starring the Cinematic Earth, with cameo appearances by Charles Darwin, Rachel Carson, Martin Heidegger, C. S. Peirce, Gilles Deleuze, Lynn Margulis, James Cameron, Stanley Kubrick, Donna Haraway, and Koko the Gorilla

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I received my copies in the mail this week of the book that arose out of the School of Advanced Research seminar on “Nature, Science, and Religion: Intersections Shaping Society and the Environment.”

It’s a handsome volume, whose contents provide a level of cross-cutting conversation that, I think, is rare among edited collections. Catherine Tucker did a fabulous job editing it.

She and I co-wrote the introductory chapter, which can be read here.

I don’t yet have an electronic version of my closing chapter, “Religious (Re)Turns in the Wake of Global Nature,” but I’d be happy to share a pre-publication version of it upon request. An excerpt of it can be found here.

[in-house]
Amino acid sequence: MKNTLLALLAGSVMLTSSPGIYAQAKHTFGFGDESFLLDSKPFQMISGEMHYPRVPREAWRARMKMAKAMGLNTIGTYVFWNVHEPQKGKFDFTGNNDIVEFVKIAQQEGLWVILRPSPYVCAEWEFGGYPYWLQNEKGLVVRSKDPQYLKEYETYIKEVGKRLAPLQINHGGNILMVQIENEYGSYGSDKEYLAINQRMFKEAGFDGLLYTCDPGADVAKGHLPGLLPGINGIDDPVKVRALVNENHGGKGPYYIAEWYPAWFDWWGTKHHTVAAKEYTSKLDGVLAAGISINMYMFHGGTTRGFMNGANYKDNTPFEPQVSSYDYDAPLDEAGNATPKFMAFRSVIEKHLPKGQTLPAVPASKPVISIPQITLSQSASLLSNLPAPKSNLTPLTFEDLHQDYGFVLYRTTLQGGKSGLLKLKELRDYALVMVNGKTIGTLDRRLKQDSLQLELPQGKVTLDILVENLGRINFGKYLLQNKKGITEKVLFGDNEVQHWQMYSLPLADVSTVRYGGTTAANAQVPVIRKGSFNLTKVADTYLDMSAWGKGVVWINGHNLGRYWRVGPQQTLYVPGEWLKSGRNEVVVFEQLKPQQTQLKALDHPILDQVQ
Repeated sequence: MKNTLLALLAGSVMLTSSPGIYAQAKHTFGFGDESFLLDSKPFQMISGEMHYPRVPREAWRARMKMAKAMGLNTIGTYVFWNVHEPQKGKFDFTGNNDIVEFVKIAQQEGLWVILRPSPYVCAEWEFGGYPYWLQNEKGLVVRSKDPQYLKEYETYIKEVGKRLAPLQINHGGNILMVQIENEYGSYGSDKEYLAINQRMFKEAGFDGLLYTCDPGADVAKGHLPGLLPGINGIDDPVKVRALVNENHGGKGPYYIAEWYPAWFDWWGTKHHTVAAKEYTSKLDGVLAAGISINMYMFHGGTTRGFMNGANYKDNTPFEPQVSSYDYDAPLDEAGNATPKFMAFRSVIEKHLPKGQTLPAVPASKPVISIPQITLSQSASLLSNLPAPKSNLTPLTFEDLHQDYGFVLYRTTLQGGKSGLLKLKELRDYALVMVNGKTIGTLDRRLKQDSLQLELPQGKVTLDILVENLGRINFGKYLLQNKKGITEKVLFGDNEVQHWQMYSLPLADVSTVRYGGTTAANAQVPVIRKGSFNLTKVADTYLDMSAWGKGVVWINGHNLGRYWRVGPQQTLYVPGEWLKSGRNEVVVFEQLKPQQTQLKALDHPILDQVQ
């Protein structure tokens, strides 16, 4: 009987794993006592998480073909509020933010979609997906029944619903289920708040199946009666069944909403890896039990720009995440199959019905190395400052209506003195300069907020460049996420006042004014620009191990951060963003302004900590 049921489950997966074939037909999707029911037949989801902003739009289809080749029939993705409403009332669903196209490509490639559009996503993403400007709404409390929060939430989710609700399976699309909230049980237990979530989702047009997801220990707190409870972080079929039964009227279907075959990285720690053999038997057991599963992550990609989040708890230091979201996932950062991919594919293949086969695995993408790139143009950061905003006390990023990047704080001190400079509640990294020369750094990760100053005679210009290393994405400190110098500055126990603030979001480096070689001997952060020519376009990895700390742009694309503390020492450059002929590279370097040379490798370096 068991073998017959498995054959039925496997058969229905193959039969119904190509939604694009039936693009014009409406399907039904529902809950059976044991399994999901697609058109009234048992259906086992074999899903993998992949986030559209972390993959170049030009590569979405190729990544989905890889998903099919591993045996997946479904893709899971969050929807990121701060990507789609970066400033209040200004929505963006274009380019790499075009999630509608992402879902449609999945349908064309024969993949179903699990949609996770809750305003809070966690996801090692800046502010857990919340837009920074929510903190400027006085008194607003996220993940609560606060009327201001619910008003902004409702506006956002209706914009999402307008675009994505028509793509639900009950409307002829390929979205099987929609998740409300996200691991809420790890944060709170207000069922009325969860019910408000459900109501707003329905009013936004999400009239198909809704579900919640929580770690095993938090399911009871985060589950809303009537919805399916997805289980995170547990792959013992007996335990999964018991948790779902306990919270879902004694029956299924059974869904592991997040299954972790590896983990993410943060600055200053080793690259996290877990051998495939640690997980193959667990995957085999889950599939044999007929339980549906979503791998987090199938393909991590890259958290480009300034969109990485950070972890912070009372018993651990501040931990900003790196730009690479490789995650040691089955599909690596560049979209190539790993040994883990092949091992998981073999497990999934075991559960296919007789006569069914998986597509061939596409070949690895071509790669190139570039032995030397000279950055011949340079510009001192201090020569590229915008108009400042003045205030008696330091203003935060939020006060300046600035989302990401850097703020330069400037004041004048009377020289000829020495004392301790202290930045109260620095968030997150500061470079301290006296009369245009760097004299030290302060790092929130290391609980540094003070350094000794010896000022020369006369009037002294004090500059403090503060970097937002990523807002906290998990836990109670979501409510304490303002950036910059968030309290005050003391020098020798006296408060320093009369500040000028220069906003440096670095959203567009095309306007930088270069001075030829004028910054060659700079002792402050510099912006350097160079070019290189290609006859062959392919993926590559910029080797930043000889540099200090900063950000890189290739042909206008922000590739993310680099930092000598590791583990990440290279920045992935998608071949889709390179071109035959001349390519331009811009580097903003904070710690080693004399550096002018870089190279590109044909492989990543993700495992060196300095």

We are the 1%

The other 99% have apparently gone extinct. (The estimate is actually closer to 100% than 99%.) This I just learned form Joshua Schuster’s talk on “Digital extinction.”

The earth’s biological diversity is also the highest it’s ever been. We are living between the achievement (of speciation to tremendous levels of flourishing) and the projection (that up to half of species will go extinct in the next hundred years, massive extinction being underway). Celebrate the moment.

Appropriate thoughts for Cinco de Mayo (and belatedly for May Day and Beltane).

 

Tim Morton, “They are here”

Talking Heads video “Crosseyed and painless” (dir. Toni Basil, featured the Elecric Boogaloos). Is the non-national anthem of global anxiety. The sound of the end of the world and beginning of history. The first moonwalk is here (not Michael Jackson). The Levinasian “il y-a”, environmental creepiness, but we don’t know what yet. The dancers are suspended in claustrophobic white space, in their world.